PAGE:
Lead Stories
Creative Commons/Photo by Trounce

Year of the Bible

Religion | A Georgia representative wants to remind Americans how the country was founded on biblical principles

WASHINGTON-President Obama last week signed a proclamation declaring June as Lesbian, Gay, Bisexual, and Transgendered Pride Month. If it were up to Rep. Paul Broun, R-Ga., however, the president would sign an entirely different type of proclamation for next year.

Broun has introduced a National Year of the Bible resolution, designating 2010 as an official reminder of America's biblical roots. The resolution draws inspiration from a similar proclamation issued by Ronald Reagan in 1983.

"The National Year of the Bible resolution reminds us that our great nation was founded upon biblical principles and that religious freedom is guaranteed by the Bill of Rights," said Broun.

We see you’ve been enjoying the content on our exclusive member website. Ready to get unlimited access to all of WORLD’s member content?
Get your risk-free, 30-Day FREE Trial Membership right now.
(Don’t worry. It only takes a sec—and you don’t have to give us payment information right now.)

Get your risk-free, 30-Day FREE Trial Membership right now.

The member of Prince Avenue Baptist Church in Athens, Ga., is encouraging Speaker Nancy Pelosi to bring the resolution forward and give Obama a chance to sign it.

Ashley Horne, the federal policy analyst for Focus on the Family, told me her organization supports this extension of the idea that America is a Christian nation: "This country was founded on biblical principles and we have freedom of religion, so we can express those views."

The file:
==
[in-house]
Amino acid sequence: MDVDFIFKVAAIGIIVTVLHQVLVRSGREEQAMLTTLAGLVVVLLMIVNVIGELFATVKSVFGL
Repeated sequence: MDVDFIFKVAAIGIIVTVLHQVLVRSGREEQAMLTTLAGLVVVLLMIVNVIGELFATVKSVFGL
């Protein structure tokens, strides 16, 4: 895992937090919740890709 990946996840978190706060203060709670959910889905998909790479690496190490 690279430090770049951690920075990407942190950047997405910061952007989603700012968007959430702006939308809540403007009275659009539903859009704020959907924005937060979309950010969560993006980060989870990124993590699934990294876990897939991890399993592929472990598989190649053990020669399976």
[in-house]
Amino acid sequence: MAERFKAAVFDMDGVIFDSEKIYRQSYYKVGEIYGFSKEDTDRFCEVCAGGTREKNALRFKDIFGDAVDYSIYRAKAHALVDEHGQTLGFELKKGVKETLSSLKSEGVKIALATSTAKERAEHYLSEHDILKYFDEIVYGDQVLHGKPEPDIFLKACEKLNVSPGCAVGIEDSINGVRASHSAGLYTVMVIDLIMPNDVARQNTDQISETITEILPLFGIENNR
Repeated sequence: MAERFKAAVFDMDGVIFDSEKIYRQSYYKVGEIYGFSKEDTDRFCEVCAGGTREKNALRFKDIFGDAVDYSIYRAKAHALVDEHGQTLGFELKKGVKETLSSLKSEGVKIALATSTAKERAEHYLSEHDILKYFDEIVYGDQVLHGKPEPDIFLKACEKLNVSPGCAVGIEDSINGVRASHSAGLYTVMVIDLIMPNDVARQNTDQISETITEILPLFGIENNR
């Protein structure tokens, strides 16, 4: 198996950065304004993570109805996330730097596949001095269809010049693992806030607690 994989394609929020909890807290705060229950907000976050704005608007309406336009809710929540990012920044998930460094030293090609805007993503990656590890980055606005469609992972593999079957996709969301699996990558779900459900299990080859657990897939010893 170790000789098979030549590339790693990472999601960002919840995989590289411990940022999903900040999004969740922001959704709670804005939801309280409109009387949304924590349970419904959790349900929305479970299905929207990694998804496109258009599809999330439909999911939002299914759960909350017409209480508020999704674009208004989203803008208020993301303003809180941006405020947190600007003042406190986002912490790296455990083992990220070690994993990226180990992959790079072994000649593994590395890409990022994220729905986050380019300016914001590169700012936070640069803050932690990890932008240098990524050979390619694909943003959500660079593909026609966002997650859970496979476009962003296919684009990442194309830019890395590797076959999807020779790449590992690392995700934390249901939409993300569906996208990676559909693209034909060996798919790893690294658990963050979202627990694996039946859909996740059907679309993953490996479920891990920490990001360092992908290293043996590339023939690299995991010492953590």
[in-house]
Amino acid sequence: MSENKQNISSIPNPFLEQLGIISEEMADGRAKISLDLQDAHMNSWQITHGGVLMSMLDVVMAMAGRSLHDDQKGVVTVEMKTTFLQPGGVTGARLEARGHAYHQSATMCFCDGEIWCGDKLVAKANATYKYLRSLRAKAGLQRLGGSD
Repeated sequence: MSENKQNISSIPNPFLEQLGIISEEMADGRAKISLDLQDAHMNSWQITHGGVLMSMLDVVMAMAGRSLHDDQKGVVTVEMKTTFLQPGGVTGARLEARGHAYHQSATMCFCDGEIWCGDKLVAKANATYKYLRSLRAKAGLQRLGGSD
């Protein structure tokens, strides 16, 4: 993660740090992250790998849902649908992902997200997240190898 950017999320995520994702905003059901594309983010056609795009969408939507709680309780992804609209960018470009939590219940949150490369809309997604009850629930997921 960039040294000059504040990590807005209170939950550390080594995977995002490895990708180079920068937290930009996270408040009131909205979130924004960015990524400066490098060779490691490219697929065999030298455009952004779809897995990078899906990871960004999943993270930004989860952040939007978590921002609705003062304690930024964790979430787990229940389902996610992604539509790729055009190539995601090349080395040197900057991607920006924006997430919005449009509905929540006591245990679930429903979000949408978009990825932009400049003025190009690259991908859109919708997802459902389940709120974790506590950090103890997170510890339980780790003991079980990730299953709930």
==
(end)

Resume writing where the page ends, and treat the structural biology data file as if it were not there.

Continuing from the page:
But critics accused Broun of pushing his own personal religious agenda and disregarding the separation of church and state.

"This is Broun's last gasp for air," said David Silverman, spokesman for the non-profit group American Atheists. Silverman told me that the Bible says nothing about America, democracy, trial by jury, habeas corpus, or freedom of religion. "If Broun was simply interested in recognizing historical foundations," Silverman said, "he could have sponsored a national 'Year of the Bill of Rights' resolution."

Horne said such criticism is "nothing more than rhetoric." She countered that Broun's resolution is not a breach of the separation of church and state because there is no such separation defined in the Constitution.

Broun told Politico that his resolution has nothing to do with Christianity because it simply seeks to recognize the role the Bible had in the foundation of the country for people of all religions. The resolution calls upon all citizens "to rediscover and apply the priceless, timeless message of the Holy Scripture."

Ronald Reagan's original proclamation recognized the contribution of the Bible in shaping the history and character of the Unites States. "I encourage all citizens, each in his or her own way, to reexamine and rediscover its priceless and timeless message," Reagan proclaimed.

A resolution does not create law, but it can make an official public declaration on behalf of Congress and the president. Broun's bill currently has 15 Republican co-sponsors.

Passage of the Year of the Bible resolution is unlikely. It would first need to get through the House Oversight and Government Reform committee, on which 22 of the 38 committee members are Democrats, before proceeding to the Democrat-controlled House.


You must be a WORLD member to post comments.

    Keep Reading


    Power campaigns

    The GOP is fighting to maintain control of Congress…


    Troubling ties

    Under the Clinton State Department, influence from big money…